Cleveland - Activities
Enjoy a game with the world's best sports fans. Cleveland is home to the longest span of sold out baseball games (5 consecutive seasons in the late 1990s), the largest major league baseball attendance (72,086 on 8/9/1981) and the birthplace of Monday Night Football (9/21/1970). But given its storied sports past coupled with its weathered but dedicated fan base, ESPN named Cleveland the "Most Tortured Sports City". Terms like The Drive, The Fumble, The Shot, 2 More Outs will ring in the ears of Cleveland Sports Fans for generations to come. Win or lose, Clevelanders (obviously) just love sports.
• Baseball. MLB: Cleveland Indians. Many consider Jacobs' Field ("The Jake") the gem of the American League (per Travel World International Magazine).
• Basketball. NBA: Cleveland Cavaliers. Home to the "King of the NBA", LeBron "King" James.
• Football. NFL: Cleveland Browns. Someone tried to take away this Football town's pride and joy. But the Browns didn't go to the birds, they're right back in BrownsTown.
• Hockey. AHL: Cleveland Barons. The NHL has been flirting with Cleveland since the original NHL Barons were merged into the Stars. In the meantime, we've been watching exciting minor league hockey.
• Soccer. MISL: Cleveland Force. Indoor Soccer has never experienced more success or attendance than in Cleveland. "May the Force be with you."
• College. Horizon League: Cleveland State University.
• No "mistake" about it! - Lake Erie. The shallowest and warmest Great Lake (with the most vibrant fishery) defines Cleveland's north border and provides many opportunities for boating, fishing, swimming and walks. Cleveland boasts more miles of shoreline than any other city in the world, providing enjoyment from before Memorial Day to past Labor Day for boaters, fishermen and beach bums. Sailers, boaters, waverunners and jet skiers enjoy the lake with marinas, piers and boat launches available all along America's North Coast. Fishing is popular more than three seasons of the year with healthy populations of Walleye and Perch in Lake Erie. In the late fall and early winter, anglers pursue steelhead trout in the many rivers feeding Lake Erie up through Northeast Ohio and into Pennsylvania and Western New York.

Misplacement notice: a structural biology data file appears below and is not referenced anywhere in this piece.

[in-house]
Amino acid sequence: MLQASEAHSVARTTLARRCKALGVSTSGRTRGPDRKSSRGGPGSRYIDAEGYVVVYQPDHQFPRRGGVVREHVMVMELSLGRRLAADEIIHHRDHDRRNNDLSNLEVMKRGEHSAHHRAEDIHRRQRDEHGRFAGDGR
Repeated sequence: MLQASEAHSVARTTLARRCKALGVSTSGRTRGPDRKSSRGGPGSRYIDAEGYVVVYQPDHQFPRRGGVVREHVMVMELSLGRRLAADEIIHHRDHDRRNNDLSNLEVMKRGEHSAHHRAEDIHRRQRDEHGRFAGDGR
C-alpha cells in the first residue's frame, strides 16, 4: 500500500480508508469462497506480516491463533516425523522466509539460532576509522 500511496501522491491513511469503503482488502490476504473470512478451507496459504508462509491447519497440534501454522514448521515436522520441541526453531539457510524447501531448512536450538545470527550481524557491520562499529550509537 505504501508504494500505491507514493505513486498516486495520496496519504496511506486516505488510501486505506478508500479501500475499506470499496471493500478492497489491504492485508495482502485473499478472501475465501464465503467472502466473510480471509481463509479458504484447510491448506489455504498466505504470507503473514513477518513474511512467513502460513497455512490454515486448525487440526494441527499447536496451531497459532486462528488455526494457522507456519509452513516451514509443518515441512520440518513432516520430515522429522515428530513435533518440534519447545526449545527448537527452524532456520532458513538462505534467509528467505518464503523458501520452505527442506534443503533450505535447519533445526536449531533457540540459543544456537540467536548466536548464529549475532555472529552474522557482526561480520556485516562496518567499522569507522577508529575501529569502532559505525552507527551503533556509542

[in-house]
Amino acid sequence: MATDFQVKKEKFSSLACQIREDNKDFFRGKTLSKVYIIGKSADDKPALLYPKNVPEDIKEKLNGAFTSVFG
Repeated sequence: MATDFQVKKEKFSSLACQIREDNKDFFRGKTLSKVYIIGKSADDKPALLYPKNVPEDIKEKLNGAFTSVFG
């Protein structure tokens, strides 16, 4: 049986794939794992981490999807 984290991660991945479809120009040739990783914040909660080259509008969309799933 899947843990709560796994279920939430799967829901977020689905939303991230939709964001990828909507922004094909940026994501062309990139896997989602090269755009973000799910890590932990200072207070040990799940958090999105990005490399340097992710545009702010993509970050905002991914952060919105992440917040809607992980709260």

• Historically nicknamed the "Forest City" (due to a famous description of a highly sophisticated society amid a heavily forested environment in Alexis DeTocqueville's "Democracy in America" (1831)), Cleveland is a great place for outdoor activities. If you think Cleveland is just a "rust belt" city, get out to the nearest . The parks form an Emerald Necklace around the Cleveland metropolitan area, so no matter which direction you go from downtown, you're headed toward a park. Biking, horseback riding, jogging and rollerblading are easily accommodated by the miles of trails (paved and unpaved) encircling Cuyahoga County. In the winter, visitors can cross country ski these same trails. Sitting upon the foothills of the Allegheny Mountains, Cleveland also provides downhill skiers with slopes throughout the area.
• A river winds through it. Rowing crews, canoers and kayakers enjoy the diverse scenery along the Cuyahoga (a Mohawk Native American term, meaning "Crooked River"). The Cuyahoga provides a mosaic of the nightspots of the Flats (dockage available at restaurants and bars), downtown's towers rising up the hill, active industrial remnants of the birthplace of the petroleum and steel industries, pastoral settings and the Ohio and Erie Canal (which in the 1800s provided the connection between the Great Lakes and the Ohio River, ultimately enabling shipping from the Atlantic Ocean (via the St. Lawrence Seaway and the East Coast) to the Gulf of Mexico (via the Ohio and Mississippi Rivers)). The Ohio & Erie Canal has been preserved as a core element of Cuyahoga Valley National Park. In Ohio's only National Park, walk or ride the Canal Towpath, . The National Park starts 8 miles south of downtown and stretches for miles down to Akron. The Towpath extends from Lake Erie in Downtown Cleveland through the southern suburbs past Akron, Canton, New Philadelphia and into rural Bolivar and Historic Zoar.
Not amused by nature? If you prefer to step up the pace, Northeast Ohio offers world-class amusement parks including Cedar Point (1 hour drive to Sandusky), Geauga Lake (just outside of southeastern Cuyahoga County) and Memphis Kiddie Park (in Brooklyn, Ohio), a small but fun park for the little ones (toddlers to pre-teens).
Adapted from WikiTravel under the Wiki License
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